Eclipse 2020

June’s Annular Solar Eclipse

Jay Pasachoff

[updated July 3, 2020]

2020 boasts of two solar eclipses, an annular eclipse on June 21 and a total solar eclipse forthcoming in South America on December 14.  Travel restrictions prevented Americans, Canadians, and many others from Earth’s western hemisphere from the annularity path that stretched from Africa through the Middle East to Pakistan, India, and Tibet.  But people on the spot in those countries provided wonderful images to those of us who monitored web images and live streams in the middle of the night, while it was daylight in the eclipse path.

On June 21, the Moon was relatively far from Earth in its elliptical orbit, so its angular size was relatively small.  It therefore fit within the solar disk even when we were in syzygy, with Earth-Moon-Sun in a straight line.  We have the advantages now not only of instant communication halfway around the world but also of online eclipse-path mapping by Xavier Jubier of France (, and Fred Espenak’s (taking over from his pre-retirement site at NASA:

with zooming and clicking providing eclipse-contact data at any location; high-quality eclipse mapping by cartographer Michael Zeiler of New Mexico; and cloudiness statistics gleaned over decades and discussed by Jay Anderson of Canada (with whom our joint Peterson Field Guide to Weather is being published in fall 2020).

All these sites are linked to my website for the International Astronomical Union’s Working Group on Solar Eclipses, which I chair, at  Observations are posted at my Williams College Eclipse Expeditions website for the 75 or so solar eclipses I have worked with.

An “annulus” is a “ring,” of course, so these eclipses have long been called “ring eclipses,” since a ring of everyday sunlight remains visible at maximum coverage, with between some tenths through some few percent of the solar diameter remaining visible.  So it could be called a “ring-of-photosphere” or a “ring-of-sunlight” eclipse.  The recent popularization of the term “ring-of-fire” eclipse, which apparently first appeared in print in 1992, is most unfortunate terminology, since the general public, to which the term caters, won’t on the whole understand that there is no chemical fire on the Sun, but rather a clean thermonuclear fusion of hydrogen gas safely 93 million miles away, to which we owe the light and warmth we receive from the sun.

After the June 21 annular eclipse crossed its African beginnings, from which I have not seen any observations, it reached the Middle East.  A few days in advance, I had given a Zoom lecture sponsored by an Iranian public outreach organization.  It was organized by Saheed Jafari, Director of International and Science Communication, Saros Science Popularization Team, Iran.

The path of annularity did not quite reach Saudi Arabia, but Albouazza Elhamdi of King Saud University captured a good sequence of partial phases in the early morning.

At about the same time, annularity passed through Oman. Alaa Ibrahim and Zach Ioannou of the Astronomy Group of the Department of Physics in the College of Science in Sultan Qaboos University provided a series of images and a live stream to delight those watching overnight.  They also tracked the temperature and humidity throughout the eclipse and reported that it was 45°C before the eclipse (leading to occasional overheating of the apparatus) but that the temperature went down all the way to 32°C, by 13°C or by about 23°F (from 113°F to 90°F) as the Sun was hidden by the Moon.  From nearby Izki, Oman, for their H-alpha imaging, they used a Daystar 60 mm telescope with a Nikon D750 digital camera.  Some prominences can be found upon stacking a large number of images, 210, as seen with a Lunt 80mm, and a ZWO ASI 1600mm Pro camera.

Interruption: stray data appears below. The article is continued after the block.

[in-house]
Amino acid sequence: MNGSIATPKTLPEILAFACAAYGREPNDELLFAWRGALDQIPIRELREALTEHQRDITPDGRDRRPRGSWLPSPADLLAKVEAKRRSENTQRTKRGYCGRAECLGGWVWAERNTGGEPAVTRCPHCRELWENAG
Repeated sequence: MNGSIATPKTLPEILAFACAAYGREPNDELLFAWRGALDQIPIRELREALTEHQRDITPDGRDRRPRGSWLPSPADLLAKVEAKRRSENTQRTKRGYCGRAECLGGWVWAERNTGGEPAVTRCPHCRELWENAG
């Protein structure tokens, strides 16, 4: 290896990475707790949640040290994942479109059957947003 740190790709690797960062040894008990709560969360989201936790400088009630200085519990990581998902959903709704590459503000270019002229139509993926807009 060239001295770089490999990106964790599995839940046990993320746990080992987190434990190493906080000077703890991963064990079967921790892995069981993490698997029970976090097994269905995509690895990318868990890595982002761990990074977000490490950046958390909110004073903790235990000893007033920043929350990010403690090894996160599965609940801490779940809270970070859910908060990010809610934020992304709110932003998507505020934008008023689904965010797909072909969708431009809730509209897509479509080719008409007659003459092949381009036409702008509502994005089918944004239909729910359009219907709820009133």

The Planetarium of PDO (Petroleum Development Oman) in Oman also had an excellent website during the eclipse.

The eclipse annularity then proceeded to Pakistan, for which cloudiness statistics had not been as favorable as the lower Arabian peninsula, but where it turned out to be very clear.  From Sukkur City, Sindh, Talha Moon Zia, who is part of Team NCBC-NEDUET (Pakistan’s National Center for Big Data and Cloud Computing/NED University of Engineering & Technology, with NED meaning “in memory of Nadirshaw Edulji Dinshaw”), obtained some wonderful unfiltered observations, under the guidance from New York of Michael Kentrianakis (the former Project Manager of the American Astronomical Society’s 2017 U.S. efforts and a member of our IAU Working Group).  These observations were without any filter, in order to study the Baily’s beads and to try to detect the solar chromosphere and even the inner solar corona, in which they were successful.  (Note that Francis Baily had reported the beading at the solar limb during the annular solar eclipse he observed from Scotland in 1836, and that there is no “e” in either of his names.)  Mike narrates a video that appears at

Working also with Nicolas Lefaudeux of France, we plan to extract imaging of coronal structure; I had collaborated with Nico on reporting his wonderful images of extended corona of the July 2, 2019, total solar eclipse at the virtual American Astronomical Society meeting in June 2020.